A massive marketing campaign driven by database jockeys has replaced people — workers, job seekers, the actual talent — with automated streams of keywords and database records. Employers have de-funded real recruiting to the point where the task no longer has anything to do with actively pursuing, seducing, cajoling, convincing the best people to join your company.
A powerful, long-running marketing campaign has successfully sold the idea that “recruiting” no longer requires talent to do it, like other jobs require talent. “Recruiting” is now the automated churning and turning of databases. (See Job boards say they fill most jobs. Employer says “LMAO!”)
How can a 30-second commercial kill an entire profession?
The insecurity of HR
The success of this campaign to automate recruiting and bury HR is due not only to its persistence, but to the acquiescence of the HR profession itself.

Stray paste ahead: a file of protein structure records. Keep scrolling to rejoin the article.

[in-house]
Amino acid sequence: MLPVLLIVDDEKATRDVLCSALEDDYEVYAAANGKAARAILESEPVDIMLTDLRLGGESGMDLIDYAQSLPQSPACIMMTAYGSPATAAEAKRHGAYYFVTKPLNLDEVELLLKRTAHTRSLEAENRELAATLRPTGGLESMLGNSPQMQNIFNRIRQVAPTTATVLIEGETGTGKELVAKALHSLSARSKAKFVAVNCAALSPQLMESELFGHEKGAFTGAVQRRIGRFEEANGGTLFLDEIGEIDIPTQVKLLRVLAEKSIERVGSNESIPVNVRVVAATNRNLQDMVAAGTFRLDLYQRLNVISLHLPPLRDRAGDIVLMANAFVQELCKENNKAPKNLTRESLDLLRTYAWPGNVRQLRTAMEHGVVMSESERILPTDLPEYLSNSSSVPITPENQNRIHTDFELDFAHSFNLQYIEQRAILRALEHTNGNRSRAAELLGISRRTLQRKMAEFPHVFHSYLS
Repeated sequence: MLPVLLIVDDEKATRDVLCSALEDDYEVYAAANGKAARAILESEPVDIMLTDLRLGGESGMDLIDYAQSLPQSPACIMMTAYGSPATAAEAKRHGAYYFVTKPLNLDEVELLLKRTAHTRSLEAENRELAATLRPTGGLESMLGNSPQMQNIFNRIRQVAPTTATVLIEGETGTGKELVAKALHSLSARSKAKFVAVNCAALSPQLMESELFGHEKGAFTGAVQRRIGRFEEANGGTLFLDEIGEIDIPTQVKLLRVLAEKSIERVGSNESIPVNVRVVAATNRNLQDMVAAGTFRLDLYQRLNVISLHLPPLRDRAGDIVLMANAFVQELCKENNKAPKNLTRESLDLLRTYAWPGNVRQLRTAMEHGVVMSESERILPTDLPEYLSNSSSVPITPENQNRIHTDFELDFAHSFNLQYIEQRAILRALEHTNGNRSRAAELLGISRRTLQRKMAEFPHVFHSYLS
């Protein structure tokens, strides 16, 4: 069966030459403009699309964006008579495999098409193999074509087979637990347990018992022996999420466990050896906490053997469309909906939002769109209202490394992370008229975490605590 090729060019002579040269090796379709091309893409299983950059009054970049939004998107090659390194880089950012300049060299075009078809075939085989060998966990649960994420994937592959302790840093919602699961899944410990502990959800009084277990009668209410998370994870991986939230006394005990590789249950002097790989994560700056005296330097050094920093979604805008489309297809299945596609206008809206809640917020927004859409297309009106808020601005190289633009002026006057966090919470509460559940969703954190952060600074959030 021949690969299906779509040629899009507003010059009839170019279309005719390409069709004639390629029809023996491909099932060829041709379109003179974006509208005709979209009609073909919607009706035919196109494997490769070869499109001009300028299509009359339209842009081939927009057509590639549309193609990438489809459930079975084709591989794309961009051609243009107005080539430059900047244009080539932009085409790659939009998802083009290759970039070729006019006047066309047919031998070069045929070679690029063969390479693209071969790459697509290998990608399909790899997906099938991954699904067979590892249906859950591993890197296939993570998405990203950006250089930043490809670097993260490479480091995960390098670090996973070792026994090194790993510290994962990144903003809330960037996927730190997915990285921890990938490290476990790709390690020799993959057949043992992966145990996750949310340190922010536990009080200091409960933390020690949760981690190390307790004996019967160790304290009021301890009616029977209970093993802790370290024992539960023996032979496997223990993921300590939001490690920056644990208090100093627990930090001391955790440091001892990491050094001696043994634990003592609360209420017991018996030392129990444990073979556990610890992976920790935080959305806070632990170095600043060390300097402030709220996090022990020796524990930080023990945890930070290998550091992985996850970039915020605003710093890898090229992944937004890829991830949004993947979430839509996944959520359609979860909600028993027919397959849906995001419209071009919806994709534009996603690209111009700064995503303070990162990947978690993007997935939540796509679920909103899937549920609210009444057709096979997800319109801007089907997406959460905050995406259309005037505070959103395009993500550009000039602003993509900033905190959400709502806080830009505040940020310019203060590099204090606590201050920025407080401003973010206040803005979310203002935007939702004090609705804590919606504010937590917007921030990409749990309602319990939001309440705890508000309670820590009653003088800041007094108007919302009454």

With few notable exceptions, HR executives and professional associations across the board have slit HR’s throat and outsourced HR’s key job to database jockeys who have wowed them with “high tech solutions.” The HR profession as a whole was never very secure in the C-suite, and never very bright, so it folded quickly when fast-talking salespeople embarrassed its leaders with big terms like “algorithm” and “database” and “intelligent agents” and “semantic processing” — terms so misapplied and misconstrued in the HR context that they are laughable.
Loathe to admit their ignorance, HR leaders feigned excitement while their “HR consultant” brethren fed them white papers about the newest “best practices” that should be “implemented in software” immediately. (See HR Technology: Terrorizing the candidates.)